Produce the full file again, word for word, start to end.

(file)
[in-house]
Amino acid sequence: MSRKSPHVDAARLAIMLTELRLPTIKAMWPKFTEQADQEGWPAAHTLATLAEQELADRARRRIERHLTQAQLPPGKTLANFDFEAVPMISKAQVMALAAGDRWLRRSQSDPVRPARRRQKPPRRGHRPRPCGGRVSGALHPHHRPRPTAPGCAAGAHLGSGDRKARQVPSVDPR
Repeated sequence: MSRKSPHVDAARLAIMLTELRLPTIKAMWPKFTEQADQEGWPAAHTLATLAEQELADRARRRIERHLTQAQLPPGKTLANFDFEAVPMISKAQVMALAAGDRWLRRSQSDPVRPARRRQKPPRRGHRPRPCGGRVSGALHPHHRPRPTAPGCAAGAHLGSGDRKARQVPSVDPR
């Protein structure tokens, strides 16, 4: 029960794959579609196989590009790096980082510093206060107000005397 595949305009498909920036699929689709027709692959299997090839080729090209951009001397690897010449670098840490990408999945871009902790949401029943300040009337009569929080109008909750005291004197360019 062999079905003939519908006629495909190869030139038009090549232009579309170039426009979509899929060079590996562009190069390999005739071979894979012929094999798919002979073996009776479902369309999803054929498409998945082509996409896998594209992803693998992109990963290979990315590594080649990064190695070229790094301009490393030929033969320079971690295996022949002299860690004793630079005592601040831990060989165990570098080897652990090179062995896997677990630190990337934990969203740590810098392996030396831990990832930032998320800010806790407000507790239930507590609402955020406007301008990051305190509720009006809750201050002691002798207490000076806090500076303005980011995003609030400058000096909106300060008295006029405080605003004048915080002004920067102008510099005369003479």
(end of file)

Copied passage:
[in-house]
Amino acid sequence: MSRKSPHVDAARLAIMLTELRLPTIKAMWPKFTEQADQEGWPAAHTLATLAEQELADRARRRIERHLTQAQLPPGKTLANFDFEAVPMISKAQVMALAAGDRWLRRSQSDPVRPARRRQKPPRRGHRPRPCGGRVSGALHPHHRPRPTAPGCAAGAHLGSGDRKARQVPSVDPR
Repeated sequence: MSRKSPHVDAARLAIMLTELRLPTIKAMWPKFTEQADQEGWPAAHTLATLAEQELADRARRRIERHLTQAQLPPGKTLANFDFEAVPMISKAQVMALAAGDRWLRRSQSDPVRPARRRQKPPRRGHRPRPCGGRVSGALHPHHRPRPTAPGCAAGAHLGSGDRKARQVPSVDPR
């Protein structure tokens, strides 16, 4: 029960794959579609196989590009790096980082510093206060107000005397 595949305009498909920036699929689709027709692959299997090839080729090209951009001397690897010449670098840490990408999945871009902790949401029943300040009337009569929080109008909750005291004197360019 062999079905003939519908006629495909190869030139038009090549232009579309170039426009979509899929060079590996562009190069390999005739071979894979012929094999798919002979073996009776479902369309999803054929498409998945082509996409896998594209992803693998992109990963290979990315590594080649990064190695070229790094301009490393030929033969320079971690295996022949002299860690004793630079005592601040831990060989165990570098080897652990090179062995896997677990630190990337934990969203740590810098392996030396831990990832930032998320800010806790407000507790239930507590609402955020406007301008990051305190509720009006809750201050002691002798207490000076806090500076303005980011995003609030400058000096909106300060008295006029405080605003004048915080002004920067102008510099005369003479």